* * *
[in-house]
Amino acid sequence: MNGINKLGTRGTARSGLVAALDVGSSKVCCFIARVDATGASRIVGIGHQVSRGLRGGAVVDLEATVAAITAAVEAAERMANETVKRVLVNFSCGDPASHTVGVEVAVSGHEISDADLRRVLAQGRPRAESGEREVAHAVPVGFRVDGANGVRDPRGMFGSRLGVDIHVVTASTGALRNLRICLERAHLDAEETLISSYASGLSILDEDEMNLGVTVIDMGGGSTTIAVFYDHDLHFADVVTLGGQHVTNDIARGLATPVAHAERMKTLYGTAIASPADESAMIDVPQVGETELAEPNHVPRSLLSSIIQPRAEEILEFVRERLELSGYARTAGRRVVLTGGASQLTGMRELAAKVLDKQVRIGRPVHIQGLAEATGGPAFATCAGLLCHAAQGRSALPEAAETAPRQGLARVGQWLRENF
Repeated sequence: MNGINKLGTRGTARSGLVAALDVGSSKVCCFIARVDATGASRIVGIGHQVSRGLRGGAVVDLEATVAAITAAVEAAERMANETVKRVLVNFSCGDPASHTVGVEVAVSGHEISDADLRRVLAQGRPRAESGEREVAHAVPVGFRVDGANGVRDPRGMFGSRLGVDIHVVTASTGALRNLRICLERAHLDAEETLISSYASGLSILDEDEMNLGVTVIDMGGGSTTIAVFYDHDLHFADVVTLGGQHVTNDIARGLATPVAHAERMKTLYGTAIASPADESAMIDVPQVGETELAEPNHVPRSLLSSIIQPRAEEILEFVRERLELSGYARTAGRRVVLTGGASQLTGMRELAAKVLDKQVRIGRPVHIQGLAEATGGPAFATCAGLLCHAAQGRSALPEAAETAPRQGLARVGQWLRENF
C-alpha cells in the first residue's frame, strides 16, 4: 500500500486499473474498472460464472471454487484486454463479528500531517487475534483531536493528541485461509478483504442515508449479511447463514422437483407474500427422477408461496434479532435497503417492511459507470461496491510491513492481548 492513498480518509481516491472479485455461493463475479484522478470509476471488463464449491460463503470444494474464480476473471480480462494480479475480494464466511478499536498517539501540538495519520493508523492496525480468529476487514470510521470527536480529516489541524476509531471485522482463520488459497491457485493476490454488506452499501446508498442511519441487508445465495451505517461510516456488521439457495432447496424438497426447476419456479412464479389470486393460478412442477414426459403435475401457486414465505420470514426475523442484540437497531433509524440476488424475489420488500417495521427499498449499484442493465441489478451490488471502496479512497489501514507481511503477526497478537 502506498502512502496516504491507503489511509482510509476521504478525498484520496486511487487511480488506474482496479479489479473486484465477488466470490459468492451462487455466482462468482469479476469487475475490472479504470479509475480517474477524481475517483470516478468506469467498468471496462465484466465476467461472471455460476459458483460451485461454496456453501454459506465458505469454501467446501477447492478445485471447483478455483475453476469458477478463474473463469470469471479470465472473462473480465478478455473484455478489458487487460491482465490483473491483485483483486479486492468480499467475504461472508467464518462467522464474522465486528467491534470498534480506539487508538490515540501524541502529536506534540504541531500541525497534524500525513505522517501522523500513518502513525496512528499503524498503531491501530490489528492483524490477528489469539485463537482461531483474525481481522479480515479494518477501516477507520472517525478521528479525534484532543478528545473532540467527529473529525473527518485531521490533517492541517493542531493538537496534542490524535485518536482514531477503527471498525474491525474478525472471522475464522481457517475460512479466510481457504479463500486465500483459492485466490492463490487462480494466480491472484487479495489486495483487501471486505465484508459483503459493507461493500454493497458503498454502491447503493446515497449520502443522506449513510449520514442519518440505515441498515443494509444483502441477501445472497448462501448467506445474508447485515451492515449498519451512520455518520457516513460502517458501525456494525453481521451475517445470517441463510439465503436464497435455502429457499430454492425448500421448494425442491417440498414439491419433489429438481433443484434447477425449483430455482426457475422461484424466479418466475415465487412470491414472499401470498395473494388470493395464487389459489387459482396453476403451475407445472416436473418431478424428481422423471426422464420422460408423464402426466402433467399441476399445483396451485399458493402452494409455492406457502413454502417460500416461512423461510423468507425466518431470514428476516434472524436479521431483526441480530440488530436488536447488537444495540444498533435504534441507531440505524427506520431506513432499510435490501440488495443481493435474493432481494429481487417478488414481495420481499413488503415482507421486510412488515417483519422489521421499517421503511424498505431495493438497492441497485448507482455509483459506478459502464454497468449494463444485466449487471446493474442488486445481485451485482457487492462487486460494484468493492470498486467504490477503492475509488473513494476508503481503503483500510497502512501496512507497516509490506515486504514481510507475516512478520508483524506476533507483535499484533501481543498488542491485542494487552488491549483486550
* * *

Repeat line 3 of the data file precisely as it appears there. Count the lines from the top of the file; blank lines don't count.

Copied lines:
Repeated sequence: MNGINKLGTRGTARSGLVAALDVGSSKVCCFIARVDATGASRIVGIGHQVSRGLRGGAVVDLEATVAAITAAVEAAERMANETVKRVLVNFSCGDPASHTVGVEVAVSGHEISDADLRRVLAQGRPRAESGEREVAHAVPVGFRVDGANGVRDPRGMFGSRLGVDIHVVTASTGALRNLRICLERAHLDAEETLISSYASGLSILDEDEMNLGVTVIDMGGGSTTIAVFYDHDLHFADVVTLGGQHVTNDIARGLATPVAHAERMKTLYGTAIASPADESAMIDVPQVGETELAEPNHVPRSLLSSIIQPRAEEILEFVRERLELSGYARTAGRRVVLTGGASQLTGMRELAAKVLDKQVRIGRPVHIQGLAEATGGPAFATCAGLLCHAAQGRSALPEAAETAPRQGLARVGQWLRENF